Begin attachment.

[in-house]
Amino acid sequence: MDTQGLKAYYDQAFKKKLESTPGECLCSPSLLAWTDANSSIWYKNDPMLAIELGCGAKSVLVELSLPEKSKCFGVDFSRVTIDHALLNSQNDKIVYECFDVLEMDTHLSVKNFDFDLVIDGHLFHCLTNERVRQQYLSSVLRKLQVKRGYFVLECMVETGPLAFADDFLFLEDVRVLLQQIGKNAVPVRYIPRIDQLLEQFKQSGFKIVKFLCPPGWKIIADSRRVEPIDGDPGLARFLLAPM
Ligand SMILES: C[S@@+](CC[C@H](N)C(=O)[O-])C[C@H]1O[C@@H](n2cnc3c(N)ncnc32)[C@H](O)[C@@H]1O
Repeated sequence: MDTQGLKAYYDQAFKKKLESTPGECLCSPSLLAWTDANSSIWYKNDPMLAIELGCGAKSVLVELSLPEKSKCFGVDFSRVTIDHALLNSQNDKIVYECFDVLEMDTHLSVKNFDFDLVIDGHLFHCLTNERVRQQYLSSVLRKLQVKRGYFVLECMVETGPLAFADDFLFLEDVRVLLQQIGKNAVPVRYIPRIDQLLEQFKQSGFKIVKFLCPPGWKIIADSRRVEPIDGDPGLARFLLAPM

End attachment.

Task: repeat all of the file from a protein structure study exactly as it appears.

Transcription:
[in-house]
Amino acid sequence: MDTQGLKAYYDQAFKKKLESTPGECLCSPSLLAWTDANSSIWYKNDPMLAIELGCGAKSVLVELSLPEKSKCFGVDFSRVTIDHALLNSQNDKIVYECFDVLEMDTHLSVKNFDFDLVIDGHLFHCLTNERVRQQYLSSVLRKLQVKRGYFVLECMVETGPLAFADDFLFLEDVRVLLQQIGKNAVPVRYIPRIDQLLEQFKQSGFKIVKFLCPPGWKIIADSRRVEPIDGDPGLARFLLAPM
Ligand SMILES: C[S@@+](CC[C@H](N)C(=O)[O-])C[C@H]1O[C@@H](n2cnc3c(N)ncnc32)[C@H](O)[C@@H]1O
Repeated sequence: MDTQGLKAYYDQAFKKKLESTPGECLCSPSLLAWTDANSSIWYKNDPMLAIELGCGAKSVLVELSLPEKSKCFGVDFSRVTIDHALLNSQNDKIVYECFDVLEMDTHLSVKNFDFDLVIDGHLFHCLTNERVRQQYLSSVLRKLQVKRGYFVLECMVETGPLAFADDFLFLEDVRVLLQQIGKNAVPVRYIPRIDQLLEQFKQSGFKIVKFLCPPGWKIIADSRRVEPIDGDPGLARFLLAPM